Length of postintervention follow-up: None.

Graham-Bermann, S.A., & Miller, L. E. (2013). Intervention to reduce traumatic stress following intimate partner violence: An efficacy trial of the Moms’ Empowerment Program (MEP). Psychodynamic Psychiatry, 41(2) 329–350.

Type of Study: Nonequivalent control group design using sequential allocation
Number of Participants: Mothers only: 181

Population:

  • Age — Mothers only: Mean=33.1 years
  • Race/Ethnicity — Mothers only: 57% Caucasian, 35% African-American or biracial, and 8% other groups
  • Gender — Mothers only: 100% Female
  • Status — Participants were women who experienced at least one incident of physical IPV during the past year and who had a child between the ages of 6 and 12.

Location/Institution: Southeast Michigan

Summary: (To include comparison groups, outcomes, measures, notable limitations)
Note: This study used the same sample as Graham-Bermann, S. A., Lynch, D., Banyard, V., DeVoe, E. R., & Halabu, H. (2007). This study examined the Mom’s Empowerment Program with children and their mothers exposed to intimate partner violence (IPV) during the past year. Participants were sequentially allocated to three conditions: the Kids Club child-only intervention (CO), the Kids Club and Moms Empowerment child-plus-mother intervention, and a wait list comparison (CG). Measures include Marlowe-Crowne Social Desirability Scale, the Posttraumatic Stress Scale for Domestic Violence, the Severity of Violence against Women Scales (SVAWS), and the Conflict Tactics Scale - Revised (CTS-2). Results indicated that women in all three conditions improved over time, those in the Kids Club and Moms Empowerment condition showed the greatest reduction in traumatic stress as compared to CO or CG conditions. Limitations include the lack of randomization, generalizability to other populations, and reliance on self-report of PTSD symptoms.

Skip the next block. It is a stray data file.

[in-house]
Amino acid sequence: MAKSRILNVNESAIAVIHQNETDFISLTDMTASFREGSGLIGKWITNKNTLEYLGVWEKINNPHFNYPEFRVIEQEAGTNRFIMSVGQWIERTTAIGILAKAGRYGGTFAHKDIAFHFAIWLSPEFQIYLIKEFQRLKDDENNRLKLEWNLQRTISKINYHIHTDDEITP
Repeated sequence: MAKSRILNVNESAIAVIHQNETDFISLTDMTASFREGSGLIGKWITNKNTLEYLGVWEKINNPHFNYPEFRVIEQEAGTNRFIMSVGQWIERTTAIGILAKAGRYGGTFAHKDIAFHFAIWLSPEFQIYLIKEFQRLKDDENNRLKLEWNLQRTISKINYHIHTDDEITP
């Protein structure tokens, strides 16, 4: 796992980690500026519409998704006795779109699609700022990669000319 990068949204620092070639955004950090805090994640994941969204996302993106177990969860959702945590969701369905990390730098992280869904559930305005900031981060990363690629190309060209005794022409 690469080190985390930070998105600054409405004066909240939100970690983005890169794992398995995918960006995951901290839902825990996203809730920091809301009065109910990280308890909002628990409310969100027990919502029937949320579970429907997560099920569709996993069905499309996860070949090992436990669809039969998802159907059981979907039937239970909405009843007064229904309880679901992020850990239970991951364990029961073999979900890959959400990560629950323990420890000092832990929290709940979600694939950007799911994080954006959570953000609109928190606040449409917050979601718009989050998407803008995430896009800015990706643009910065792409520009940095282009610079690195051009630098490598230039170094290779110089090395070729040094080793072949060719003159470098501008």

Length of postintervention follow-up: 8 months.

References

Graham-Bermann, S. A. (2000). Evaluating interventions for children exposed to family violence. Journal of Aggression, Maltreatment & Trauma, 4(1), 191-216.

Graham-Bermann, S. A., & Follett, C. (2001). Fostering resilience in young children exposed to violence. Department of Psychology, University of Michigan.

Graham-Bermann, S. A., & Halabu, H. (2004). Fostering resilient coping in children exposed to violence: Cultural considerations, in P. G. Jaffe, L. L. Baker, & A. Cunningham (Eds.) Protecting children from domestic violence. (pp. 71-88). New York: Guilford Press.

Contact Information

Name: Sandra Graham-Bermann, PhD
Agency/Affiliation: University of Michigan
Email:
Phone: (734) 764-6332

Date Research Evidence Last Reviewed by CEBC: February 2015

Date Program Content Last Reviewed by Program Staff: June 2015

Date Program Originally Loaded onto CEBC: January 2008